Reading strategies can be organized into two distinct groups: decoding strategies and comprehension strategies.
Without getting into a long debate over whether children should learn to read through phonics or whole language, the fact is that some students need to be taught explicitly phonemic awareness. Phonemic awareness is basically being able to pronounce the bits and pieces of words to turn them into words that the student knows or has heard. Even if the word is unfamiliar, students with good phonemic awareness can usually pronounce a reasonable representation of the word. Struggling readers need to be taught the sounds of the language--the phonemes--and to be given plenty of opportunity and coaching in their use.
Some indicators that a student needs explicit instruction in phonemic awareness include: skipping words while reading, "sounding out" words incorrectly, attempting a pronunciation that doesn't make sense, and avoiding reading.
It is helpful if students are able to recognize and spell a number of simple words. Dolch vocabulary words are great for younger students. For older students, try to get a list of the 1000 most common words in the English language. Phonemic awareness starts with letter sounds. Students learn how to pronounce various combinations of letters, and they learn that letters are not always pronounced the way they should be. Consider a simple example: the word, "the," is pronounced with a short u sound. Students compare unfamiliar words with words that they know; thus the necessity for a good repertoire of sight words.
A common decoding strategy that is taught to struggling readers is called chunking. If students have developed some proficiency with phonemes, they can begin chunking unfamiliar words. Using their finger, they cover all but a chunk of the unfamiliar word. They pronounce it then move onto the next chunk. Once the student has pronounced all of the chunks, they try to put the chunks together and make it sound like a word they know or have heard. This strategy, again, requires a significant amount of practice and coaching.
One school of thought considers the ability to decode words a precursor to reading comprehension. After all, if you can't understand the individual words, how can you understand the whole sentence? Often, a struggling reader will cope with their abilities by getting answers from other students, answering the text explicit questions (e.g. "The girl's red hair blew in the breeze." What color was the girl's hair?), or making excuses for not getting their work done--avoidance behaviors.
Good readers regularly re-read, predict, infer, conclude, question, compare, contrast; and the list goes on. Good readers don't usually realize what they were doing while reading unless someone forces them to reflect on it. Struggling readers do few of the things that good readers do. They generally have only one goal in reading--to get it over with. Understanding what was read is called comprehension. Comprehension strategies are those things that a reader does to understand a text.
There is one main indicator that a student needs explicit instruction in comprehension strategies--they are good decoders, but they can't answer higher level questions about the text. Higher level questions are ones that involve more than just extracting words from the text. For example, a higher level question related to the last paragraph is, "What goals do good readers have in reading?" A reasonable answer would involve contrasting the goal that struggling readers have in reading, using the information about what good readers regularly do, and using prior knowledge or experience.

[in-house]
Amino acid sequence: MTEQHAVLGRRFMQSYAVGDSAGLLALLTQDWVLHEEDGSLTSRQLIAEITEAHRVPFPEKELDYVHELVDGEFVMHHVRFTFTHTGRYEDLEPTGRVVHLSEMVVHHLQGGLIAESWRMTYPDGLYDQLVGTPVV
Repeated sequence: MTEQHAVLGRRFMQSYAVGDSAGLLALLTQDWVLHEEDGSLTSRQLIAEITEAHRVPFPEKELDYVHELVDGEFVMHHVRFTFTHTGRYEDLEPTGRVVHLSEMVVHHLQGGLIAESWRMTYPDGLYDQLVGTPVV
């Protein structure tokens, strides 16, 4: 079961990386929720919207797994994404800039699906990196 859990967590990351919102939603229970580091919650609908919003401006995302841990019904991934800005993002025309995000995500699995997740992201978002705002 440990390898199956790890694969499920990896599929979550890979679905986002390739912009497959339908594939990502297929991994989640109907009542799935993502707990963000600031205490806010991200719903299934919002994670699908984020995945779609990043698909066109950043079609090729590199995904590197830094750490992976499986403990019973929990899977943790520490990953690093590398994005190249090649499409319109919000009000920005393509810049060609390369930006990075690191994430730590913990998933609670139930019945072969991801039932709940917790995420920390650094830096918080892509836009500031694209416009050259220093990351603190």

There are many comprehension strategies that can be taught to struggling readers. Telling a struggling reader to just read it again won't cut it. They need direct support, explicit instruction, a lot of practice and coaching and many opportunities to experience success. Searching the Internet for reading strategies should garner a description of at least a dozen different tried and true strategies. Following is a brief description of just a few of them.
Re-Reading - Not to be confused with "just read it again," re-reading is a deliberate attempt to find information. With the question in mind, students attempt to find relevant sections of the text to re-read. Once they zero in on a relevant section, they usually read a few sentences or paragraphs before and a few sentences or paragraphs after. Sometimes, it is necessary to re-read the entire text to get the desired information.
Predicting - Using titles, pictures, or key words, students attempt to predict the content of a text. When the student reads the text, they make comparisons to what they predicted and what they read.
Re-Stating - This strategy encourages students to look at main ideas. They re-state what they read in a shorter version. Sometimes this strategy involves restricting how long the summary can be. For example, can you re-state the description of predicting in only two words?
The best support for struggling readers is individual and intensive. In my opinion, struggling readers make the most progress when they are given one-on-one support outside of the regular classroom. Individual support allows them to receive frequent and timely feedback on their efforts. Outside of the classroom means that the support is extra-curricular and does not interfere with their regular work. If you are a parent or a teacher of a struggling reader, find out what support is available at your school. Use the terms phonemic awareness and reading comprehension strategies to communicate what your child needs. If your school can't offer the support, look for commercial services. Even though it might cost money, the benefits will be outstanding; spend the money.